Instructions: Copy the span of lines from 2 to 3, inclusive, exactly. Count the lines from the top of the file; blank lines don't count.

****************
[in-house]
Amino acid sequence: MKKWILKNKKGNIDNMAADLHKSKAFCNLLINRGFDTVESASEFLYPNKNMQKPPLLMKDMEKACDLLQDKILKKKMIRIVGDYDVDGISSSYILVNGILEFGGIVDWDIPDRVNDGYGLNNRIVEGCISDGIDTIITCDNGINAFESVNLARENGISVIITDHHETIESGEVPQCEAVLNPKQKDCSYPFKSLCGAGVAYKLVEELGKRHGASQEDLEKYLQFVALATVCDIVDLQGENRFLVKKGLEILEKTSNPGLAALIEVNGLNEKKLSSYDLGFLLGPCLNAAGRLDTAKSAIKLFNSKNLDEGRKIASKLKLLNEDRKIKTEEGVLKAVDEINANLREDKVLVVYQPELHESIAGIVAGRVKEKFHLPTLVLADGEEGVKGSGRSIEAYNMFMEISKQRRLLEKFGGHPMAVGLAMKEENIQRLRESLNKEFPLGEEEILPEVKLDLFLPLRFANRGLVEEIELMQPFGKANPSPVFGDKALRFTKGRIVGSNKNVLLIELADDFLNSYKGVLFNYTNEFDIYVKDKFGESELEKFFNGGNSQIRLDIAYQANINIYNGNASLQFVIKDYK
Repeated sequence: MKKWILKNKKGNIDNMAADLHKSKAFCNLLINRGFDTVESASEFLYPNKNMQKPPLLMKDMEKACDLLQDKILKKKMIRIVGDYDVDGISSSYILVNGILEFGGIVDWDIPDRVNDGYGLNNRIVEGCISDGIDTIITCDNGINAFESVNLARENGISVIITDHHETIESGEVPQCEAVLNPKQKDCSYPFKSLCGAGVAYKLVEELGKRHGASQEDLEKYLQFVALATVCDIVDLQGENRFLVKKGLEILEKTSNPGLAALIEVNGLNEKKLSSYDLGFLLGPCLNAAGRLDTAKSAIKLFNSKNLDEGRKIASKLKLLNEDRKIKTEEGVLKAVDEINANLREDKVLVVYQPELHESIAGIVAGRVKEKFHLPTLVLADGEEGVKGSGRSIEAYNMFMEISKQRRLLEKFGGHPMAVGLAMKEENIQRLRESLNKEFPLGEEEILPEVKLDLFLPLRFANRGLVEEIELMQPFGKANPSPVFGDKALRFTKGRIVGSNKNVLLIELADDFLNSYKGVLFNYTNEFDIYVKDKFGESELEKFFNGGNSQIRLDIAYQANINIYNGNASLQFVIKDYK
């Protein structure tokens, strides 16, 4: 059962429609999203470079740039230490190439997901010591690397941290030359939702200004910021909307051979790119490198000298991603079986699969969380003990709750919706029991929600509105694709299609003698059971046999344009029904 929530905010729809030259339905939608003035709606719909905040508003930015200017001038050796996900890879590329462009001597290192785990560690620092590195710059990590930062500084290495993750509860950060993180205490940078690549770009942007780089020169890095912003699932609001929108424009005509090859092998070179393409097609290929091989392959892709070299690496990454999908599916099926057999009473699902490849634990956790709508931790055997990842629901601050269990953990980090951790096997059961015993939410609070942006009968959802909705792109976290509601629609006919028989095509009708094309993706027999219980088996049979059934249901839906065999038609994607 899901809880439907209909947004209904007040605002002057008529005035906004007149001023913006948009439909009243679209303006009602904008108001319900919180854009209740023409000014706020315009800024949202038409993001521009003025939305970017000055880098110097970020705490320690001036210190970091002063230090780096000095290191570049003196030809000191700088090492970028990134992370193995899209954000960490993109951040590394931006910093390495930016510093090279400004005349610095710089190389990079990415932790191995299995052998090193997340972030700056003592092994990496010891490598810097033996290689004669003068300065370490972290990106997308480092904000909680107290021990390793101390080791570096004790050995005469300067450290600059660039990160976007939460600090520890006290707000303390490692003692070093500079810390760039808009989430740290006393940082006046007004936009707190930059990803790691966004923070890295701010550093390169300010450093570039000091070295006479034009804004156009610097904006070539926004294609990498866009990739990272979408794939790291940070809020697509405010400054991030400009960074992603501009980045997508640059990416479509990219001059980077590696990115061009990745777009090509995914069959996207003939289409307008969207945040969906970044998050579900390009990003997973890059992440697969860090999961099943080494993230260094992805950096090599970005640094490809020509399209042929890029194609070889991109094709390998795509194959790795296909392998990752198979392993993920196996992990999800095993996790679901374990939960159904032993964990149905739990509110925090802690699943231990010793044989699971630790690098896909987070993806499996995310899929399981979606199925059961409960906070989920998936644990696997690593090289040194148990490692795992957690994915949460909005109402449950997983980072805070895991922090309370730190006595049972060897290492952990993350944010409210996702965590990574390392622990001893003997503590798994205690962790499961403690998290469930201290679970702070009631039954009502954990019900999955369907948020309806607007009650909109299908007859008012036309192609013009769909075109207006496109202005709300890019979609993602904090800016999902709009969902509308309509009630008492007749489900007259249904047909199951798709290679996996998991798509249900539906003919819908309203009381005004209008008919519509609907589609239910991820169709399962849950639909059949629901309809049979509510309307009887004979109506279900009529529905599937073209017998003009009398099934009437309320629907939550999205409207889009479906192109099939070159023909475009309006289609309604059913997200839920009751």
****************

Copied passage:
Amino acid sequence: MKKWILKNKKGNIDNMAADLHKSKAFCNLLINRGFDTVESASEFLYPNKNMQKPPLLMKDMEKACDLLQDKILKKKMIRIVGDYDVDGISSSYILVNGILEFGGIVDWDIPDRVNDGYGLNNRIVEGCISDGIDTIITCDNGINAFESVNLARENGISVIITDHHETIESGEVPQCEAVLNPKQKDCSYPFKSLCGAGVAYKLVEELGKRHGASQEDLEKYLQFVALATVCDIVDLQGENRFLVKKGLEILEKTSNPGLAALIEVNGLNEKKLSSYDLGFLLGPCLNAAGRLDTAKSAIKLFNSKNLDEGRKIASKLKLLNEDRKIKTEEGVLKAVDEINANLREDKVLVVYQPELHESIAGIVAGRVKEKFHLPTLVLADGEEGVKGSGRSIEAYNMFMEISKQRRLLEKFGGHPMAVGLAMKEENIQRLRESLNKEFPLGEEEILPEVKLDLFLPLRFANRGLVEEIELMQPFGKANPSPVFGDKALRFTKGRIVGSNKNVLLIELADDFLNSYKGVLFNYTNEFDIYVKDKFGESELEKFFNGGNSQIRLDIAYQANINIYNGNASLQFVIKDYK
Repeated sequence: MKKWILKNKKGNIDNMAADLHKSKAFCNLLINRGFDTVESASEFLYPNKNMQKPPLLMKDMEKACDLLQDKILKKKMIRIVGDYDVDGISSSYILVNGILEFGGIVDWDIPDRVNDGYGLNNRIVEGCISDGIDTIITCDNGINAFESVNLARENGISVIITDHHETIESGEVPQCEAVLNPKQKDCSYPFKSLCGAGVAYKLVEELGKRHGASQEDLEKYLQFVALATVCDIVDLQGENRFLVKKGLEILEKTSNPGLAALIEVNGLNEKKLSSYDLGFLLGPCLNAAGRLDTAKSAIKLFNSKNLDEGRKIASKLKLLNEDRKIKTEEGVLKAVDEINANLREDKVLVVYQPELHESIAGIVAGRVKEKFHLPTLVLADGEEGVKGSGRSIEAYNMFMEISKQRRLLEKFGGHPMAVGLAMKEENIQRLRESLNKEFPLGEEEILPEVKLDLFLPLRFANRGLVEEIELMQPFGKANPSPVFGDKALRFTKGRIVGSNKNVLLIELADDFLNSYKGVLFNYTNEFDIYVKDKFGESELEKFFNGGNSQIRLDIAYQANINIYNGNASLQFVIKDYK